The GNWT renewed its anti-poverty plan to become Working Together II – An Action Plan to Reduce Poverty, released on Aug. 30. image courtesy of the GNWT

The GNWT’s renewed antipoverty plan aims to reduce bureaucratic red tape, filling gaps in the data, and help set departments up to tackle the issue together.

“One of the major things that we wanted to do was improve collaboration and co-ordination within government,” said Ori Wah-Shee, senior advisor for antipoverty in the Department of Health and Social Services’ Indigenous Health and Community Wellness division.

“Previously we were having to go through deputy ministers, which really slowed down the process. Now we have an inter-departmental team who is management-level and they can make decisions on the fly and commit resources.”

The new action plan, titled Working Together II – An Action Plan to Reduce Poverty, was released on Aug. 30.

“The renewed Territorial Action Plan to Reduce Poverty strengthens the GNWT’s ability to work collaboratively with partners and stakeholders to address poverty in our communities,” stated Glen Abernethy, minister of Health and Social Services, in a news release.

While some of its main goals seem might seem focussed on process – developing departmental working groups, formalizing the Anti-Poverty Advisory Committee, creating new monitoring and reporting approaches for poverty in the NWT – Wah-Shee says this streamlining is setting the GNWT up to better produce tangible action in NWT communities.

Wah-Shee said some near-term actions that will be seen include expanding production of local food, establishing a Food Security Coalition for the NWT, increasing access to high-quality childcare through programs such as junior kindergarten and early childhood education worker training.

The federal government, which just released its own nation-wide antipoverty strategy, created in 2018 a “market basket measure” for the country, which sets the poverty line as whether a family can afford to purchase a specific basket of goods and services in its community.

“Our critique of that is that it does not include our territory in that measurement,” said Wah-Shee, noting that the data doesn’t exist for the market basket in the NWT.

The new strategy commits to gathering this data and Wah-Shee said the GNWT may be able to produce it within two years.

The plan also intends to build on recent measures undertaken by the GNWT to tackle the issue, department-by-department. Wah-Shee listed some highlights of recent achievements.

As of April 1, the Department of Education, Culture and Employment increased the “aged and disabled allowance” to $405 from $300. The department also increase the rate of course reimbursement under Student Financial Assistance.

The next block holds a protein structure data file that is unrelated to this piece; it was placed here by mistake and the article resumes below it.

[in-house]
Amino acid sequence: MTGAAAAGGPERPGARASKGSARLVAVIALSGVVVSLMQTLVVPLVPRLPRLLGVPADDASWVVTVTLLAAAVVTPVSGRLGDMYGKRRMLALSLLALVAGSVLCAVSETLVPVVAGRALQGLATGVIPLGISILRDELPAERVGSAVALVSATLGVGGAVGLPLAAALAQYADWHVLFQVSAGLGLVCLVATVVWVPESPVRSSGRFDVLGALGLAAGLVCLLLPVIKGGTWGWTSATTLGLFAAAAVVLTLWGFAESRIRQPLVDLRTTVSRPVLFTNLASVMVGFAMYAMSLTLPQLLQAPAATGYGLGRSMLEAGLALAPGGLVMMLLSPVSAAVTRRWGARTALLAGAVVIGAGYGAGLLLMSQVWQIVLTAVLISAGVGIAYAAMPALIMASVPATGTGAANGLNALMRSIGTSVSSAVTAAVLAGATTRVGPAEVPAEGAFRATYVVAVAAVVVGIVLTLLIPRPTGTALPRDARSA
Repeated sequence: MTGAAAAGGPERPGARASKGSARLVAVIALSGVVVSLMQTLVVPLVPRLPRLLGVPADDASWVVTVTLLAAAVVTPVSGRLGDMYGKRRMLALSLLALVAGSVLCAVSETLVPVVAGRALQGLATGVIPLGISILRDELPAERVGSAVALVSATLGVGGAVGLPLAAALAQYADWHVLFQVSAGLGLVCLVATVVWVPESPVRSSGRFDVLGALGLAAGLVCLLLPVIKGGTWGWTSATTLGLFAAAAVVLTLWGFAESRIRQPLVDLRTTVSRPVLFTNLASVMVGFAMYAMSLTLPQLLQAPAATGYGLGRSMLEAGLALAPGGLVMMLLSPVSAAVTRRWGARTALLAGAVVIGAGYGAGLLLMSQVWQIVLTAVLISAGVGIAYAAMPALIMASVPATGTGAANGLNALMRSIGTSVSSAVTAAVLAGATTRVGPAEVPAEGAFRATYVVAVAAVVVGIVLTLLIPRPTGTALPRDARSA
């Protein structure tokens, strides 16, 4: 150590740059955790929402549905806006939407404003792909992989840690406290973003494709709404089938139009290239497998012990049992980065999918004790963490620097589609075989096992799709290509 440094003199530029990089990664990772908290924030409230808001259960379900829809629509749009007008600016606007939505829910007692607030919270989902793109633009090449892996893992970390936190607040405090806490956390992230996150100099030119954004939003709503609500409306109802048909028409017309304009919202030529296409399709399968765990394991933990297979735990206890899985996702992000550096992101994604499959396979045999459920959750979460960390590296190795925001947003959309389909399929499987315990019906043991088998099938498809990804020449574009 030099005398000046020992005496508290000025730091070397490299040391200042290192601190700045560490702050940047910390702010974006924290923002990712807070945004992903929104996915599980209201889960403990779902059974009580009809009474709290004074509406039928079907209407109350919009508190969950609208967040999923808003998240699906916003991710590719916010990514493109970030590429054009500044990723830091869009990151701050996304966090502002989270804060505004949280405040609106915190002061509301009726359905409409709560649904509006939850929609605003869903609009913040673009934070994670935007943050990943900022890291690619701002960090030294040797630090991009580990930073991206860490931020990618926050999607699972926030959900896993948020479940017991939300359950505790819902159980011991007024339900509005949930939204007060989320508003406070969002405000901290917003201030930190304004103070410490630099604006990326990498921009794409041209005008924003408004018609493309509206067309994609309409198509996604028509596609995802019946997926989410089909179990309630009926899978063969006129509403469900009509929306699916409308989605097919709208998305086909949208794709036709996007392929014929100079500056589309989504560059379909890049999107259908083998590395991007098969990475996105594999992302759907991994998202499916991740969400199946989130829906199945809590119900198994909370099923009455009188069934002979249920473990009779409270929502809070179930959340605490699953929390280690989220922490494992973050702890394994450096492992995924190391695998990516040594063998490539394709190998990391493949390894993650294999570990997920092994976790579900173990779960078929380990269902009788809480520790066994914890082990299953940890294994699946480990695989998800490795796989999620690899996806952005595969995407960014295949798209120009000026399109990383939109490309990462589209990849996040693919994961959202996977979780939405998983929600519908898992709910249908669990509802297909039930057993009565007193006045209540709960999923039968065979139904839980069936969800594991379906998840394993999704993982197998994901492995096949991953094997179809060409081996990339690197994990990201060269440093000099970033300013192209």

The NWT Housing Corp. has allocated $1.2 million to Aklavik, Behchoko and Fort Simpson to operate the Northern Pathways to Housing program, which puts individuals in stable housing. As well, $600,000 has gone to Housing First in Yellowknife, which operates under a similar idea.

“The philosophy is you provide housing first, and then you provide those wraparound services to help keep them out of homelessness.”

Also, $400,000 has gone towards Rapid Rehousing, which targets people who are experiencing unstable housing, such as couch surfing. The program looks to continue to grow.

Environment and Natural Resources is working on its Sustainable Livelihood Action Plan, which has facets addressing food security, income, housing and on-the-land activities.
Industry, Tourism and Investment is concentrating on its agricultural strategy, aimed at increasing food security in communities.

Justice is running a pilot program to pair people who’ve fallen through the cracks of government services with “pathfinders” who help them figure out what they need to do to access these services.

Municipal and Community Services has doubled funding to a non-profit organization stabilization fund, which helps carry them through rough patches.

“Our priority is to ensure that residents have access to supports that they need to live in dignity – that is always been a key word when we are doing this work – and that they’re free from poverty and active members in their community,” said Wah-Shee.

She said the GNWT acts in a central, co-ordinating role in addressing poverty.

It aims to keep this action plan as a “living document” that changes and adapts according to feedback delivered by community and Indigenous governments, as well as non-government organizations, through annual Anti-Poverty Roundtables.

Progress reports on antipoverty will also be released annually  now, as opposed to every five years previously.

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